2015-01-06 15.12.462015-01-06 15.13.272015-01-06 15.13.18

My workbench. His name is Wolfie.  The idea for this thing came about studying the benches of Lost Art Press, Roy Underhill of The Woodwright’s Shop, and countless others.  I conceived the design while I was running a CNC routing machine for a trailer parts factory. and we had these seven inch leftover pieces of quality OSB 1″ thick plywood.  I turned them up on end gluing them together with Titebond III and there you have the meat of this monstrosity.  Throw in some one by eight pine placed at strategic intervals and you get the dog holes which the lumber goes up against for planing.  I glued some two by fours together to make four by fours for the legs then squared them on all sides.  I then cut mortised and tenons for the frame that it sets on and notched the thing then ran eight teen inch bolts through those legs and bolted them down twice on each side.  He is seven feet long and eighteen inches wide after I added the skirt board on the sides to give it even more stability.  I then planed the top and sides down dead square with each other added the bench vise and eight months after I had started I had my first real work bench.  It weighs as much as I do but it gives a good solid foundation on which to build stuff and there on to chisel, cut, plane leaning into the work with every thing I have.  You see, if you could listen to this thing for a little while you could hear some of the thoughts and aspirations that I confided into it some prayers sent up to the Great Spirit, and every Bob Dylan and John Prine song that there is played back to you soaked into its fibers from countless listenings.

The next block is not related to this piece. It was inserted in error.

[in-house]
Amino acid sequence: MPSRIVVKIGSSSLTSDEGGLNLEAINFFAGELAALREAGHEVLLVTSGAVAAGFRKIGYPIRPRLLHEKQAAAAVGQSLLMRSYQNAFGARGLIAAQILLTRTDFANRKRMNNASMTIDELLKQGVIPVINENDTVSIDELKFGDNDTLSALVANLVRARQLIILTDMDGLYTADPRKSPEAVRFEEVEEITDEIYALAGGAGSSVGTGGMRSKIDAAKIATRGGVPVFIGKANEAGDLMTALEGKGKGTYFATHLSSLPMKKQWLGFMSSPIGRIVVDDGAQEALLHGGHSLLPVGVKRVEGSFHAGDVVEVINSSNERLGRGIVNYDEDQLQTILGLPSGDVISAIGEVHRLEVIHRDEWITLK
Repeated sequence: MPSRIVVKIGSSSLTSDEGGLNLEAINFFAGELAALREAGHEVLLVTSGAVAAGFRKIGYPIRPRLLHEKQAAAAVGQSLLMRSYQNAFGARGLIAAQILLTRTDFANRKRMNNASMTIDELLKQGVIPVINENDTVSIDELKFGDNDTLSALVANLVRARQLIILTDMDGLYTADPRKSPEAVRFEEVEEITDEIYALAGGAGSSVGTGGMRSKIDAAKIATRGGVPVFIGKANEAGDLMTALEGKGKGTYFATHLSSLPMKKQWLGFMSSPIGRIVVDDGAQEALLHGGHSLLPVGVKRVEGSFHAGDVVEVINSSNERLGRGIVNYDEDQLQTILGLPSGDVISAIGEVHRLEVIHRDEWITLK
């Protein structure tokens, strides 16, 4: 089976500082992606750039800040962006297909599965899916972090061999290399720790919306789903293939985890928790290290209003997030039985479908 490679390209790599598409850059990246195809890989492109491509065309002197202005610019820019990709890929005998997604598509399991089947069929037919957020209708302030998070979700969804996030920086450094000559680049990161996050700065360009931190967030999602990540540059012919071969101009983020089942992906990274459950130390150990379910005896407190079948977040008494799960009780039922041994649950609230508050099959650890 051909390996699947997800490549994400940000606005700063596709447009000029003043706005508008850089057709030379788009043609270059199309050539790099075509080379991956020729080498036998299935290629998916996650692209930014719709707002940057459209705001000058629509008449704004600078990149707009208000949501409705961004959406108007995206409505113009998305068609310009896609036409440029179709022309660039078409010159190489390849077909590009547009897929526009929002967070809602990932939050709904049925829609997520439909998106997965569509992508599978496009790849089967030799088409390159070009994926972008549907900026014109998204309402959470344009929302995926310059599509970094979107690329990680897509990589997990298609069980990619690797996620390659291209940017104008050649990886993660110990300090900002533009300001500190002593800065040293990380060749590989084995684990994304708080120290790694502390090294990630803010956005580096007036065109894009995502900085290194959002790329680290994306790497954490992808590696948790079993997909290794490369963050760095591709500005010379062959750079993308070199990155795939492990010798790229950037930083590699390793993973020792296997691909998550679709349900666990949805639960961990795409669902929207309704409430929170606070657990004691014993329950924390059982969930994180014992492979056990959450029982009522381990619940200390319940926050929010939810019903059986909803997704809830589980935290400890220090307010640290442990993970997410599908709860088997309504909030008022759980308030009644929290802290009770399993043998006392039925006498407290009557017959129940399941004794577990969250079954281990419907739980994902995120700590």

The tail vise on the end there, I finally installed the other day, and it has greatly enhanced my endeavors as I continue to build my tool chest.  More on that in the weeks to come.  Also coming up is a baby crib though I do not have a fully conceived notion of what that will look like yet.  I am thinking maybe a place for a baby then a kid to sleep on top and a bank of drawers on the bottom but we will see.  I look forward to the things I will build on my bench and the various shops it will sit in, places to make into spaces where I can feel fully inspired to make things (where it is now being the first such place).  Old tools tell a story; everyone who uses them says that.  To music, to laughter, to love, peace, the ending of all war, strife, and hardship I raise my mug, and give a smile, a wink and a nod to all and sundry.

Jeremy Stoltzfus

Old World Carpentry and

Restoration School of Woodworking

Seeking with my companions to restore a sense of yesterday’s skills to modern sensibilities.


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